I'm currently reading Michael Grantham's book The Transhuman Antihero: Paradoxical Protagonists of Speculative Fiction from Mary Shelley to Richard Morgan (McFarland, 2016). Paradoxically, as it were, I am reading this after seeing a very unfavourable review of it published in the latest issue of Science Fiction Studies. Bad reviews are often better than no reviews at all, at least if you want to be read and cited! It became apparent to me that this was a book I needed to read, since it covers much the same ground as some of my own research.
I can report that Grantham's book is nowhere near as bad as the SFS review suggested. On the contrary, many of the readings of individual texts are detailed and insightful. If you have an interest in this area, the book is worth broaching. It's also written fairly well, despite some overly convoluted sentences, and it's been edited well enough to be pretty free of typos and the like.
At the same time, the editing could have been better - for example, too many odd word choices slip through, as when Grantham claims that one author "is not alone in his advocation for designer evolution." Why not "advocacy"? Again, a particular novel "confronts the reader with a social reality in which advancements in genetic technologies have led to [certain outcomes]." Why not just "advances"? These are not at all the only such glitches, alas, and although all writers make a few mistakes in our fuzzier moments a reputable publishing house should never let through so many as has happened here.
As the SFS reviewer notes, the choice of texts to discuss seems very arbitrary. There is lengthy discussion of Watchmen and V for Vendetta, which is fine in itself, but I can't see much reason for choosing them beyond the author's personal interest. Many of the choices seem more like "stuff that I like" than any careful attempt to identify and examine a literary tradition. Perhaps that's not such a bad thing (as I said, the actual readings of specific texts are generally good), but it would dangerous to draw any novel conclusions from this sample of readings. It's impossible for a scholar in this field to be comprehensive, of course, at least in a relatively short book. But perhaps Grantham should have been more open about that problem and more tentative in offering conclusions (this is something for me to remember, as well!).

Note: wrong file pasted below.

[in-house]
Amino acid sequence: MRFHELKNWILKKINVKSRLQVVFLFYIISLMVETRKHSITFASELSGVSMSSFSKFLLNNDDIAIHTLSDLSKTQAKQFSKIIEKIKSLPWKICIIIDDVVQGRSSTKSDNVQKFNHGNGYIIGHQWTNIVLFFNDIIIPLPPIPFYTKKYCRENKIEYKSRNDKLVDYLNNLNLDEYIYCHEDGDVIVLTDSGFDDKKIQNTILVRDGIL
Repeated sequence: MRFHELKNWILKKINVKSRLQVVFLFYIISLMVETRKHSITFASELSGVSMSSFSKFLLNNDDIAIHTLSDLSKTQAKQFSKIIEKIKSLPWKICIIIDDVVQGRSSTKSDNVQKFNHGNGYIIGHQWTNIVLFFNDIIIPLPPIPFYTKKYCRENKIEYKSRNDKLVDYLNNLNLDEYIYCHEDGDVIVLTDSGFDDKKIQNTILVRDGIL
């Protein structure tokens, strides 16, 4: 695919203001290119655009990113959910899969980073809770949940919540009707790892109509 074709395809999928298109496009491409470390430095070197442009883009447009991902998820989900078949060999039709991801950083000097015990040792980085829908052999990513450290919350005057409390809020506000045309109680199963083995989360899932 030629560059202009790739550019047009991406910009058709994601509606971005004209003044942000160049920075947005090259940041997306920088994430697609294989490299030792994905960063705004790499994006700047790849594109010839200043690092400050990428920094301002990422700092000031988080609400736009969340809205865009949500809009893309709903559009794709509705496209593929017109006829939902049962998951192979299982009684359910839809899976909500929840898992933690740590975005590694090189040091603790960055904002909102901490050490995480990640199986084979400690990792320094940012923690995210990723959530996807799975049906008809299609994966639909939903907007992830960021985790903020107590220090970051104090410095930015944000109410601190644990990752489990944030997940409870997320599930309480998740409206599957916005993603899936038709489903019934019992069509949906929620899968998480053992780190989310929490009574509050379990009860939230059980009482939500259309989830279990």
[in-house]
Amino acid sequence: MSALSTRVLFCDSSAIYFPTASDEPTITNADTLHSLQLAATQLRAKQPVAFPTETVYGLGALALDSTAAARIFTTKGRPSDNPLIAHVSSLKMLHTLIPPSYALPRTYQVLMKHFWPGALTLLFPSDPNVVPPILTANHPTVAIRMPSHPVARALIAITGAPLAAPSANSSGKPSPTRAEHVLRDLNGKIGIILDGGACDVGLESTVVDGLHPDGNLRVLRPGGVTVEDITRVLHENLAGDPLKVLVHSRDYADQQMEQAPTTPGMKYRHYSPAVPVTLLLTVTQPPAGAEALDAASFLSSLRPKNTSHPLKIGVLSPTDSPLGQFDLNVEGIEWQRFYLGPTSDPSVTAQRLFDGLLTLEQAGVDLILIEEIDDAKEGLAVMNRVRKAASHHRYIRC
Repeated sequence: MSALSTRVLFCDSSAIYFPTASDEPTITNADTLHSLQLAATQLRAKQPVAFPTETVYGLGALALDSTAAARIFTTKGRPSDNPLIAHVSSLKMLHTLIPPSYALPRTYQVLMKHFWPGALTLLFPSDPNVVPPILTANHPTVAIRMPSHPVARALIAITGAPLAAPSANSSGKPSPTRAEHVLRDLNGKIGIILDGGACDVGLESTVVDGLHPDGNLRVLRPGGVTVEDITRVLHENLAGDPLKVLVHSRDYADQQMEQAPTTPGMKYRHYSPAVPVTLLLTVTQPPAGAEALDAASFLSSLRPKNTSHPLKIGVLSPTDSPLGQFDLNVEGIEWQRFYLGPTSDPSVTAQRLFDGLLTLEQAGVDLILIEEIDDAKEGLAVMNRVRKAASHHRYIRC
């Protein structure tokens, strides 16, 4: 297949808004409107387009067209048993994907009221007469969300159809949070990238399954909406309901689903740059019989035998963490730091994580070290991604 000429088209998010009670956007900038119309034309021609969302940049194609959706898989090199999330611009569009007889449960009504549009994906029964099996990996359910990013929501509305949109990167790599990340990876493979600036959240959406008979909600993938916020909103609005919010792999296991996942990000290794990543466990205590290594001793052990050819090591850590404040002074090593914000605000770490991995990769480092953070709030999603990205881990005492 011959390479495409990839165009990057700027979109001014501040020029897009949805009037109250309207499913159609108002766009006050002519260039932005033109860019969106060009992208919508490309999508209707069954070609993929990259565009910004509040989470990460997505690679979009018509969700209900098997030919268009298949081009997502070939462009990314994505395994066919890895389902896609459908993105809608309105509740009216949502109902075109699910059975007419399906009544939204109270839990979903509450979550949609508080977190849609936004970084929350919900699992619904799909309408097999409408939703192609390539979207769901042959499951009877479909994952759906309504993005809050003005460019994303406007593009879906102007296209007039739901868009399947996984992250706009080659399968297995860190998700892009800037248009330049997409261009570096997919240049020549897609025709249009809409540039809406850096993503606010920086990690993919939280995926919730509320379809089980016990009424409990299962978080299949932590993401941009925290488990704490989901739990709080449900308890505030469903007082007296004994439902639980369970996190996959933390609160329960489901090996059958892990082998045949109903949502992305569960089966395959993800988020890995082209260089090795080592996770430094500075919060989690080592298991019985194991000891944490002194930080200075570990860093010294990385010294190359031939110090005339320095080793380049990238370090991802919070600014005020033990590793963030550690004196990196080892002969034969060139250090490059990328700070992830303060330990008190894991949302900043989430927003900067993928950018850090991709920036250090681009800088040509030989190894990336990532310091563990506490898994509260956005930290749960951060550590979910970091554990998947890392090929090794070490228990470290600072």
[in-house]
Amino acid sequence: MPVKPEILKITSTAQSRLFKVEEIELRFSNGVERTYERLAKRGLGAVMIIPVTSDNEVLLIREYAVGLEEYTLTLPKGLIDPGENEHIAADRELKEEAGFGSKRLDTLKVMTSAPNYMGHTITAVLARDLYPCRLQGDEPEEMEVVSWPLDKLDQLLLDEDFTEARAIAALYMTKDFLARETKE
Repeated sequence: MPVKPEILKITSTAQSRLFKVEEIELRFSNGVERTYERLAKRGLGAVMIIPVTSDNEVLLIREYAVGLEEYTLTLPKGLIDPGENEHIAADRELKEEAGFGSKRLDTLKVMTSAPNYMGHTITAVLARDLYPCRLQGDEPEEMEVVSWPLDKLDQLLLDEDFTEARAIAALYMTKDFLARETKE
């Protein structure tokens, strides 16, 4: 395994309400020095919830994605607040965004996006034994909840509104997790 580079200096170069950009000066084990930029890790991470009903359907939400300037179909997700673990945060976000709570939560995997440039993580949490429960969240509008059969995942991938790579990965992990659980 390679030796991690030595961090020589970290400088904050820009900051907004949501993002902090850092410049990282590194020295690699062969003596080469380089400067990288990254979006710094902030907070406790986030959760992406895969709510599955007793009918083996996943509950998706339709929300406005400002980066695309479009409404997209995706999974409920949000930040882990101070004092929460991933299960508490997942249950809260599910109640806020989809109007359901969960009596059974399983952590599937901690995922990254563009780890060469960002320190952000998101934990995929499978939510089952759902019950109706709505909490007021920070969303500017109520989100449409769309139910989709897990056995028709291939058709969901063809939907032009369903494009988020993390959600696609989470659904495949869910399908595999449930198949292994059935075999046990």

More worryingly, I'm not very impressed by the idea of a paradoxical "transhuman" anti-hero. Grantham's grasp of transhumanism is shaky: for a start, transhumanists don't tend to use the word "transhuman" as an adjective in the way he does, even in his title, although any rigour about this has long been lost in popular discussion. Since Grantham wants to rely on formal transhumanist theory, and is not just using words loosely, this should have been sorted out in a more scholarly way. He also shows loose scholarship in citing material from the ongoing debates in fields such as bioethics about the prospect of genetic enhancement. Arguments are put forward very quickly and uncritically, with, again, a sense that the choice of authors cited is rather arbitrary.
Getting down to the main thesis, what I find weakest is the idea that there is anything paradoxical in the idea of characters who have greater-than-human physical and/or cognitive capacities, combined with moral limitations of some sort. These characters may pursue destructive ends because they have not been morally enhanced or because of the way they are treated by societies that (to use a cliché that Grantham avoids) hate and fear them.
Well, fine. Science fiction novel after science fiction novel (and one SF movie, comic book series, graphic novel, TV show, etc., after another) shows how this might play out. Great power might be connected with great social alienation and/or destructiveness - and not so much with great exercise of responsibility for the welfare of others - but that's hardly an original point to make. Again, I'm pleased to see good readings of individual works that bring this out, and it's a theme that I often return to in various ways in my own writing, including in this series of blog posts. But there's no real paradox here. Why would great power necessarily go along with enhanced attitudes of concern for others?
In all, I'd give this book a B-minus. It's worth reading for its individual chapters, and early on it hits some of the correct high spots (though why not H.G. Wells's The Invisible Man and/or Philip Wylie's Gladiator, which are perhaps the key narratives in the early tradition, along with some that Grantham does discuss such as Mary Shelley's Frankenstein and Olaf Stapledon's Odd John?). The later chapters become increasingly arbitrary in what is selected for discussion - perhaps inevitably so, because of the explosion in science fiction since the 1970s, but that problem had to be addressed in some way, and in any event the actual choices made don't seem especially astute.
The book will increase your understanding of how science fiction, as a genre, has handled the idea of more-than-human characters, and how, as a genre, it has mused (or sometimes failed to) upon the morally acceptable uses of technoscientific power. But it does this through useful discussions of some selected texts, and not through much in the way of insight into a developing tradition.